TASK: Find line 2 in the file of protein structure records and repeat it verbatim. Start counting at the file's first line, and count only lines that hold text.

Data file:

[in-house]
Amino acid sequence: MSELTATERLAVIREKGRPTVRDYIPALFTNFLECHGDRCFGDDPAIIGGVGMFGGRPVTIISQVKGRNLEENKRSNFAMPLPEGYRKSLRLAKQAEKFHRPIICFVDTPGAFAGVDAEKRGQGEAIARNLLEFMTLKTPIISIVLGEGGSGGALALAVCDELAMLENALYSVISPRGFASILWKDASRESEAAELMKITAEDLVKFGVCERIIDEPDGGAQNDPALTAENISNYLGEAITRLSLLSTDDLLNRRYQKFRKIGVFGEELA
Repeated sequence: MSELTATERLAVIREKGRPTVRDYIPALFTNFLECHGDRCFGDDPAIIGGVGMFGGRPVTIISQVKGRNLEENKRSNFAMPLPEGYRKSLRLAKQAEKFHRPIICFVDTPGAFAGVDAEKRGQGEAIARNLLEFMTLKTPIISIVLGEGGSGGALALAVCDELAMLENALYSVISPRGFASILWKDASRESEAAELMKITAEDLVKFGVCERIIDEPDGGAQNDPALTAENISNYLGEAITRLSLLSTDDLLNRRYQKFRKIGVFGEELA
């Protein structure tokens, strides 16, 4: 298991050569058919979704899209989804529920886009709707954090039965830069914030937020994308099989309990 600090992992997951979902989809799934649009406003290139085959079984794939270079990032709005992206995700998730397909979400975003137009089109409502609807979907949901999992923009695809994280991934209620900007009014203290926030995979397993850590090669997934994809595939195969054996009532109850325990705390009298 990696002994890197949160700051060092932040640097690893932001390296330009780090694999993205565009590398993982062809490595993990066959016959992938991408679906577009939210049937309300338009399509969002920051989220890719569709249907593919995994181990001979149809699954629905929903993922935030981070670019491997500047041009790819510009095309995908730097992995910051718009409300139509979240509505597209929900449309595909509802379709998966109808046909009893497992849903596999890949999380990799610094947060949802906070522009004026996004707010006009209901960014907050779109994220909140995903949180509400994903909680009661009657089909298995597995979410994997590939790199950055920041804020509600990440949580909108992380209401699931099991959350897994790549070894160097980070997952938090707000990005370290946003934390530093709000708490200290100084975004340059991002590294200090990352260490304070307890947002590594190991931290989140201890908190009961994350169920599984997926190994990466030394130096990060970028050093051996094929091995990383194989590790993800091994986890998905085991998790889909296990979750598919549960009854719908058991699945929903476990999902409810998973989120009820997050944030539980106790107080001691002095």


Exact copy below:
Amino acid sequence: MSELTATERLAVIREKGRPTVRDYIPALFTNFLECHGDRCFGDDPAIIGGVGMFGGRPVTIISQVKGRNLEENKRSNFAMPLPEGYRKSLRLAKQAEKFHRPIICFVDTPGAFAGVDAEKRGQGEAIARNLLEFMTLKTPIISIVLGEGGSGGALALAVCDELAMLENALYSVISPRGFASILWKDASRESEAAELMKITAEDLVKFGVCERIIDEPDGGAQNDPALTAENISNYLGEAITRLSLLSTDDLLNRRYQKFRKIGVFGEELA